I would think that all Southern California politicians who’s districts contain the Gold, Blue and Expo Lines would get behind the DRC because even if it isn’t in their districts, it will improve the rail service that is in their district by reducing transfers downtown. But for some reason it is not considered the high priority it needs to be.

  • yah – it just seems that the Downtown Regional Connector will create 3 new stations (financial district, bunker hill and city hall) – it’s a great investment/project concept for many reasons – and I wonder if it alleviates some of the need the proposed street trolley is looking to address. and the Downtown Regional Connector is programmed with funding from Measure R – it just seems like a systems planning approach would be ideal for available funds for investements – would love to see broadway transit/bike/ped only

  • “But for some reason it is not considered the high priority it needs to be.”

    There is a anti-downtown and overall anti-L.A. bias in the region. That is why the preferred term is the Regional (not Downtown) Connector. I have said in a similar vein the folks pushing the Gold Line Foothill extebnsion should promote the connector as its existense would provide throughput that should make their projected ridership less anemic.

    Early on the streetcar folks promised to not touch transportation monies to fund it. More recently they have whined about not being allowed to do so. I see this mostly for tourism, have doubts about how viable it is given the massive auto traffic in downtown and see it receiving way too much attention/political mojo versus real projects like the Connector. But for those who are enthused, go for it…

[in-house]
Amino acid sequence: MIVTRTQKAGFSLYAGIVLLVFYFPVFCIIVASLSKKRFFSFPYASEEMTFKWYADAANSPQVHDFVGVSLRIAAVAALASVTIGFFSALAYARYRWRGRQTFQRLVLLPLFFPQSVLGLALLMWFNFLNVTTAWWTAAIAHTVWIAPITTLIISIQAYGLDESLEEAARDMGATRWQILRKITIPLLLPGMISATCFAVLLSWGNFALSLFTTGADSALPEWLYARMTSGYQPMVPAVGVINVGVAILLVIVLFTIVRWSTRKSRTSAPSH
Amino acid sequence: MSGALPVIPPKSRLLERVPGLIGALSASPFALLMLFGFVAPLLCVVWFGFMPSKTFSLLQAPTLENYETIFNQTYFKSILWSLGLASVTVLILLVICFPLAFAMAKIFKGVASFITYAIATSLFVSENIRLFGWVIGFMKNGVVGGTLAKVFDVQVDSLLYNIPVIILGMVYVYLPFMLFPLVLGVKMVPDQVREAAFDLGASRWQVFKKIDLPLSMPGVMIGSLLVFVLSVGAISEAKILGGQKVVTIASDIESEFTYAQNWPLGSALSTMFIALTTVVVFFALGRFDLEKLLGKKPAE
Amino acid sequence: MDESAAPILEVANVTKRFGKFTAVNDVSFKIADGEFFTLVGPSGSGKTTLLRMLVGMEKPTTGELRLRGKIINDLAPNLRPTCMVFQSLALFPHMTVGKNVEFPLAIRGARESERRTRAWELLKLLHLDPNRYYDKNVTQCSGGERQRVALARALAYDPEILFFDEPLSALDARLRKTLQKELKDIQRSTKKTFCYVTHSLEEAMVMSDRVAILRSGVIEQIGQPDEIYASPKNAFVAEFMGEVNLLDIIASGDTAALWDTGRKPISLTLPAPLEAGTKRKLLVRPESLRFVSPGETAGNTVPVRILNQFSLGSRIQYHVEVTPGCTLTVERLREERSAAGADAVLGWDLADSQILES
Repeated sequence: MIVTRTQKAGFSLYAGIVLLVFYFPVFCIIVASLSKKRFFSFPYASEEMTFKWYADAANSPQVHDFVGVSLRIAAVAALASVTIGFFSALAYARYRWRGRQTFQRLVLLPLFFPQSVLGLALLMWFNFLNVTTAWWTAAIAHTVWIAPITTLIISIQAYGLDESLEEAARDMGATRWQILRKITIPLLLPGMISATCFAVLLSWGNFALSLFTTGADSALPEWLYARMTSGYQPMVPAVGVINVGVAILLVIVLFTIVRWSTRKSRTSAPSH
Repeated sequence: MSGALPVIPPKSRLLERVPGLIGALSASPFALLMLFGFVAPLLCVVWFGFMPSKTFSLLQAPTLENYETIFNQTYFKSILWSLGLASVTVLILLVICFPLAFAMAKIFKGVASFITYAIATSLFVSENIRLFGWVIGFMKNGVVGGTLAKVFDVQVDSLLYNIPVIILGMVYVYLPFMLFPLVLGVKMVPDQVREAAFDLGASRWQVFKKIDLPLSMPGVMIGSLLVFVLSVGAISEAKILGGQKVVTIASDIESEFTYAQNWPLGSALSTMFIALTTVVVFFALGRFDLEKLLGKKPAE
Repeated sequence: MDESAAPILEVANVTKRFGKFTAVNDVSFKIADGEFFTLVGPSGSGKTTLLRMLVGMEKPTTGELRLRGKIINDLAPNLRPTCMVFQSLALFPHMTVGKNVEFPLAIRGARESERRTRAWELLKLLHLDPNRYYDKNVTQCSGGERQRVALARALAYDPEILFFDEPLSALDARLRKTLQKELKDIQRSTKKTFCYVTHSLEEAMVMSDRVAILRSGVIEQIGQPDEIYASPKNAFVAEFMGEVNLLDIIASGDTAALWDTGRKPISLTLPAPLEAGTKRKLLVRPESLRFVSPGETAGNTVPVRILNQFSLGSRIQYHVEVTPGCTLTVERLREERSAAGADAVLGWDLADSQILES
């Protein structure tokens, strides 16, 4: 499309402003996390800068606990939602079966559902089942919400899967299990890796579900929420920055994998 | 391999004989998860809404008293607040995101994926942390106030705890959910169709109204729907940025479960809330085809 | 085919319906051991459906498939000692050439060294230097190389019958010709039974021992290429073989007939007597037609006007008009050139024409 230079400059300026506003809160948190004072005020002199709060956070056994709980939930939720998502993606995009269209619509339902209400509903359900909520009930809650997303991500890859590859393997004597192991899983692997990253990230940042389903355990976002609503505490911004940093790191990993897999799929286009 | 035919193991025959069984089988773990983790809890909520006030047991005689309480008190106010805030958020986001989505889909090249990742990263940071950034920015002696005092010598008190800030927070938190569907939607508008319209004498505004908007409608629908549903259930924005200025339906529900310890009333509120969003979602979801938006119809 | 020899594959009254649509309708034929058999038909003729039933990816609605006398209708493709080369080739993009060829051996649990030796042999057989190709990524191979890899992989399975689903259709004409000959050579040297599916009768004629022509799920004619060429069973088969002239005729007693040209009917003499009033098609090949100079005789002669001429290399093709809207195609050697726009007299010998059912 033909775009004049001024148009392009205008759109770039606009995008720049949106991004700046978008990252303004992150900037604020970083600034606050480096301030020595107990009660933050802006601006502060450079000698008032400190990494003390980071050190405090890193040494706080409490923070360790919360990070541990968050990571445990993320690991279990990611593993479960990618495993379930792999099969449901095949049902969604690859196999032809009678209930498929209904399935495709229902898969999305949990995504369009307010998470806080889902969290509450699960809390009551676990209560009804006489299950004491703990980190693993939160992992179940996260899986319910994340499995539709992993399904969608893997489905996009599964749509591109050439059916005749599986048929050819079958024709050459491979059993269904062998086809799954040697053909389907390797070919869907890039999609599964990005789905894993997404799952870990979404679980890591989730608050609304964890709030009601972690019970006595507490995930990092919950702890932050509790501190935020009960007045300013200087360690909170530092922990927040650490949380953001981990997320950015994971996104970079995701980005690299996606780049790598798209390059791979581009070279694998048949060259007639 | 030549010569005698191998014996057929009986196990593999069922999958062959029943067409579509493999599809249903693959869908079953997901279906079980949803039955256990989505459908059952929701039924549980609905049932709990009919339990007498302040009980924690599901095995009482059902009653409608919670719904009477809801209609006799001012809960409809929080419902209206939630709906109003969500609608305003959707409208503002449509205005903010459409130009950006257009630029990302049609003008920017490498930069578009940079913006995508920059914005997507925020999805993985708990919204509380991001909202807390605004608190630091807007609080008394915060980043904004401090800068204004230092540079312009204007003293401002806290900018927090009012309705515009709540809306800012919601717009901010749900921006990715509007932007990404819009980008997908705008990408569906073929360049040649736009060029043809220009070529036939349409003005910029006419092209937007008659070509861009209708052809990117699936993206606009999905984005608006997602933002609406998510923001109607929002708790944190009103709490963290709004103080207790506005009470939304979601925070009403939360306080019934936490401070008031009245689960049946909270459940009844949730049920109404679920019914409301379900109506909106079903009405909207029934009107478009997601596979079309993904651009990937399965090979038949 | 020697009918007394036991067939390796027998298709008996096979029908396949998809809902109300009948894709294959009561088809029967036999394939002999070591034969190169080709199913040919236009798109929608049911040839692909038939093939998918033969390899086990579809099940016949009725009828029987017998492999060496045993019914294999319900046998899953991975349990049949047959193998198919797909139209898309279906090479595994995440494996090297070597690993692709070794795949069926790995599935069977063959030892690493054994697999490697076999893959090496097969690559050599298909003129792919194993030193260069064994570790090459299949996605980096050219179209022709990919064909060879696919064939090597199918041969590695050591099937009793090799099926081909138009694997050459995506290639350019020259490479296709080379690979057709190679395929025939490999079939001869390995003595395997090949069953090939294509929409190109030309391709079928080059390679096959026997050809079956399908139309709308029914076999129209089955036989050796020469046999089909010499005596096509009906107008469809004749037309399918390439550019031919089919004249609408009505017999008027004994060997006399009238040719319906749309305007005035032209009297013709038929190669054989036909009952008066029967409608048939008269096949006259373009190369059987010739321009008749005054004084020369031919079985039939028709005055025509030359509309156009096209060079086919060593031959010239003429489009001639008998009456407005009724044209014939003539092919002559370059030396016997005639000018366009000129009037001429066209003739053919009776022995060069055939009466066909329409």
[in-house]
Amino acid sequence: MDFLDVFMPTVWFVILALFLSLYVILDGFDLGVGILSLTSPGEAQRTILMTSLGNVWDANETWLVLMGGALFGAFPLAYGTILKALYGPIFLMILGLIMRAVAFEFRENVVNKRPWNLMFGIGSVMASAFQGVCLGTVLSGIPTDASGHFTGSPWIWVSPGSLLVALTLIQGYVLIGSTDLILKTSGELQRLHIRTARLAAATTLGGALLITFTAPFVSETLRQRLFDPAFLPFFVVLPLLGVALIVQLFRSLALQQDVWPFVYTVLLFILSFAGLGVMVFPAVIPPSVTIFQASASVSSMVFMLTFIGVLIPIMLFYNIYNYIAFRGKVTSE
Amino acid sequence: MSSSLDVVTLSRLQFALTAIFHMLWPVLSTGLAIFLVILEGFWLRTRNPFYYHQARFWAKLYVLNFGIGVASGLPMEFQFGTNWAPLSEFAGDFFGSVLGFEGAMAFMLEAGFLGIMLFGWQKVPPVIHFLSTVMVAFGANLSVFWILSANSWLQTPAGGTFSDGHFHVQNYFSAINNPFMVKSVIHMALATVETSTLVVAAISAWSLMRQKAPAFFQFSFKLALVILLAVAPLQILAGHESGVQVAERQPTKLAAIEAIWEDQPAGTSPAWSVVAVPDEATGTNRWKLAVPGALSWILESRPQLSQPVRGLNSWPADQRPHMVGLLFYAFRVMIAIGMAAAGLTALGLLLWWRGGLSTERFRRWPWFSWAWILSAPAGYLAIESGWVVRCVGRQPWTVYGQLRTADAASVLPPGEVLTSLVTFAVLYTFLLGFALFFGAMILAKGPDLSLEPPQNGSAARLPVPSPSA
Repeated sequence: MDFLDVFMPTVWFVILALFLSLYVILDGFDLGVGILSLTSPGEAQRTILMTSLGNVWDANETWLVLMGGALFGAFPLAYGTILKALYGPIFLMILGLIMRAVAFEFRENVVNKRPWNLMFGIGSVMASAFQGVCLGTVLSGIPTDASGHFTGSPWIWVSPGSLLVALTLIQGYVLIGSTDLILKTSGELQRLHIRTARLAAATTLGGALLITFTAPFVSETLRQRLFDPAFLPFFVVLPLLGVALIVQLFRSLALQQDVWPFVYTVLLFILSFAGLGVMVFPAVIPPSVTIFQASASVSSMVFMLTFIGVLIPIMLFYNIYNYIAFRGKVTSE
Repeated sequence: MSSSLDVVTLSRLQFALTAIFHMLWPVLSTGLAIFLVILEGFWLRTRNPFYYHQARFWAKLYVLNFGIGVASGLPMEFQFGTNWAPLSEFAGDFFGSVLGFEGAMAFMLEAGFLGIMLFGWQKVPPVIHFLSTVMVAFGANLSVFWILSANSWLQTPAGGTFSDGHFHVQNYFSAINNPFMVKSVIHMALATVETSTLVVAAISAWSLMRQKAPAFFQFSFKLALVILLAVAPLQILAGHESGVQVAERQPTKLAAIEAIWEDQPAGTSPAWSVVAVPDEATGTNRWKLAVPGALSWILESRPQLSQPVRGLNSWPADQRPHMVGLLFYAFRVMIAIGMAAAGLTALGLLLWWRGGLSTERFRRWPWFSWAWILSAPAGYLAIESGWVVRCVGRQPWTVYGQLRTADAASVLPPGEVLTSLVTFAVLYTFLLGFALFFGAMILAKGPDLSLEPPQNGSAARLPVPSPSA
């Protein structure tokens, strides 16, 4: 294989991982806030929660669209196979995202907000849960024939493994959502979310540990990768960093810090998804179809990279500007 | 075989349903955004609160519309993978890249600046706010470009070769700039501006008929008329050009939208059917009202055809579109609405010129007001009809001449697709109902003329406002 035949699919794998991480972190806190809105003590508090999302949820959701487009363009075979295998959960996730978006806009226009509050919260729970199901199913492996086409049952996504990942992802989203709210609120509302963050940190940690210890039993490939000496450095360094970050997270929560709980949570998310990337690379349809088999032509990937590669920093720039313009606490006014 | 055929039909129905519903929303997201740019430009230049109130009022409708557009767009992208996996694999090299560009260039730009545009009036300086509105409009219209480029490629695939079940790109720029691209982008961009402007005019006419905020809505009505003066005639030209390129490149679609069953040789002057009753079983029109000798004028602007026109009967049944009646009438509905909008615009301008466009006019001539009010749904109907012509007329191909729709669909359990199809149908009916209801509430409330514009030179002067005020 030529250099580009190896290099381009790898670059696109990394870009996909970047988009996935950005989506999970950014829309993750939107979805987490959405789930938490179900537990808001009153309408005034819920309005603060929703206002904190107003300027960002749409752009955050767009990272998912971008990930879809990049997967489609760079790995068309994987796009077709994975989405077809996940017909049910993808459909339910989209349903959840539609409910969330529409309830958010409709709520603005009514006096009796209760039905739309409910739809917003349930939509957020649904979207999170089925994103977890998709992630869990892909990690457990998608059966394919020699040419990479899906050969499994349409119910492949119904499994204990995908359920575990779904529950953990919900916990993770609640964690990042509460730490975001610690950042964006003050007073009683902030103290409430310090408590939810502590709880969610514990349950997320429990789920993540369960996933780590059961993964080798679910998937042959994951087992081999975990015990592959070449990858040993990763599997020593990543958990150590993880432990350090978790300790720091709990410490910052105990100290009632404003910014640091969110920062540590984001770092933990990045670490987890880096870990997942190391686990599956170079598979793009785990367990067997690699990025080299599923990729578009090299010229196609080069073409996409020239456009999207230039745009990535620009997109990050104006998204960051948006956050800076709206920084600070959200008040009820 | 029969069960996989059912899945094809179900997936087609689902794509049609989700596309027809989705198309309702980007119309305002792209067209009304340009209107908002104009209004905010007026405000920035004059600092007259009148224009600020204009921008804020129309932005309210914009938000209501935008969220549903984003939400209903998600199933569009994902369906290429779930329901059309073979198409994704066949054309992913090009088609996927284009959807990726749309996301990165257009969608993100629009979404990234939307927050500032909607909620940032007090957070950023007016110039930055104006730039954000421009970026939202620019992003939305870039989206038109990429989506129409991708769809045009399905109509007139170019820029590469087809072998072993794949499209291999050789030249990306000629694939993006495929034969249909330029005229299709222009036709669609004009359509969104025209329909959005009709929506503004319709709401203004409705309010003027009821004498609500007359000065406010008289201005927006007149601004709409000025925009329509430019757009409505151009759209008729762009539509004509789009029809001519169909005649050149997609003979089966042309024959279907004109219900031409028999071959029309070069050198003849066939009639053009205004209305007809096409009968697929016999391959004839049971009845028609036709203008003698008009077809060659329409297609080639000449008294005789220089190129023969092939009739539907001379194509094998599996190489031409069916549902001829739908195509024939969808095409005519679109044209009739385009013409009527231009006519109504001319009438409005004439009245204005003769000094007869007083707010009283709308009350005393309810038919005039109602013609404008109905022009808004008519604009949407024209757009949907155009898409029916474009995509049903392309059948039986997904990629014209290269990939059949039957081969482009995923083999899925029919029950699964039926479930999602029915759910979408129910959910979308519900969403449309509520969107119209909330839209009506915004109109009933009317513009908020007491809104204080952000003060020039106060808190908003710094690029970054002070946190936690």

• it’s a great investment/project concept for many reasons – and I wonder if it alleviates some of the need the proposed street trolley is looking to address. and the Downtown Regional Connector is programmed with funding from Measure R

    —————-

    Measure R only partly funds the Regional Connector. In the same way Dana was stating on a another thread that no one on the Authority really has their primary eye on the welfare of the agency as a whole, as opposed to their parochial interests, the Regional Connector doesn’t benefit any one region enough to overcome the parochial interests involved to politically move it up the ladder at the moment. However, anyone with common sense concerned about the system as a whole would see it as a top priority.

    As for what these two projects are trying to address, mobility isn’t the only issue here. The streetcar is seen as a redevelopment tool more than a faster way to travel. It’s really the power tool vs. hand tool argument.

  • Marcotico

    During the Streetcar / Bringing Back Broadway open house, one of the attendees who worked on the Portland Streetcar said that the streetcar is really a pedestrian enhancement, and not a regional transit system. The purpose is to invigorate the streetlife, and allow pedestrians to move between various LA destinations in an easier fashion. If you’ve ever been to Amsterdam, Cologne, or Prague, after a few days you learn how to use the streetcars to get around the city as a whole, or to just jump on and off after a few stops to allow you as a pedestrian to cover more ground.